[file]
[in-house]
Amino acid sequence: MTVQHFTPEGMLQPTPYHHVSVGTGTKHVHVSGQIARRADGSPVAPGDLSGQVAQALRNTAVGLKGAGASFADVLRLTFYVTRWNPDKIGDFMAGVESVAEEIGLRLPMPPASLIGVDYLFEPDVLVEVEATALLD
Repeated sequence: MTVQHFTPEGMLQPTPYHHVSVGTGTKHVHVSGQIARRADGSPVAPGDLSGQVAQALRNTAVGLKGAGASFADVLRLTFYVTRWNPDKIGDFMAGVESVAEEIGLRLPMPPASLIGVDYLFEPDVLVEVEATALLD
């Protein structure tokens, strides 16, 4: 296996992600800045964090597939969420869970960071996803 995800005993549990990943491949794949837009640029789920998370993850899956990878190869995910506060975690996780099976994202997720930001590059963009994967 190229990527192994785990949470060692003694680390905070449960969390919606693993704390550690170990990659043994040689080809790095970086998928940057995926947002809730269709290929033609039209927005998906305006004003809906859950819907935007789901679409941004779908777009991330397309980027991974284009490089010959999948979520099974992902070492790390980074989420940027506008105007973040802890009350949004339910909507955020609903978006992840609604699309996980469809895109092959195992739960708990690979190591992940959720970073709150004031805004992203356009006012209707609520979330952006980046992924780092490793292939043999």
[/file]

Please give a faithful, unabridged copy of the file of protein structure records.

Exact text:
[in-house]
Amino acid sequence: MTVQHFTPEGMLQPTPYHHVSVGTGTKHVHVSGQIARRADGSPVAPGDLSGQVAQALRNTAVGLKGAGASFADVLRLTFYVTRWNPDKIGDFMAGVESVAEEIGLRLPMPPASLIGVDYLFEPDVLVEVEATALLD
Repeated sequence: MTVQHFTPEGMLQPTPYHHVSVGTGTKHVHVSGQIARRADGSPVAPGDLSGQVAQALRNTAVGLKGAGASFADVLRLTFYVTRWNPDKIGDFMAGVESVAEEIGLRLPMPPASLIGVDYLFEPDVLVEVEATALLD
């Protein structure tokens, strides 16, 4: 296996992600800045964090597939969420869970960071996803 995800005993549990990943491949794949837009640029789920998370993850899956990878190869995910506060975690996780099976994202997720930001590059963009994967 190229990527192994785990949470060692003694680390905070449960969390919606693993704390550690170990990659043994040689080809790095970086998928940057995926947002809730269709290929033609039209927005998906305006004003809906859950819907935007789901679409941004779908777009991330397309980027991974284009490089010959999948979520099974992902070492790390980074989420940027506008105007973040802890009350949004339910909507955020609903978006992840609604699309996980469809895109092959195992739960708990690979190591992940959720970073709150004031805004992203356009006012209707609520979330952006980046992924780092490793292939043999």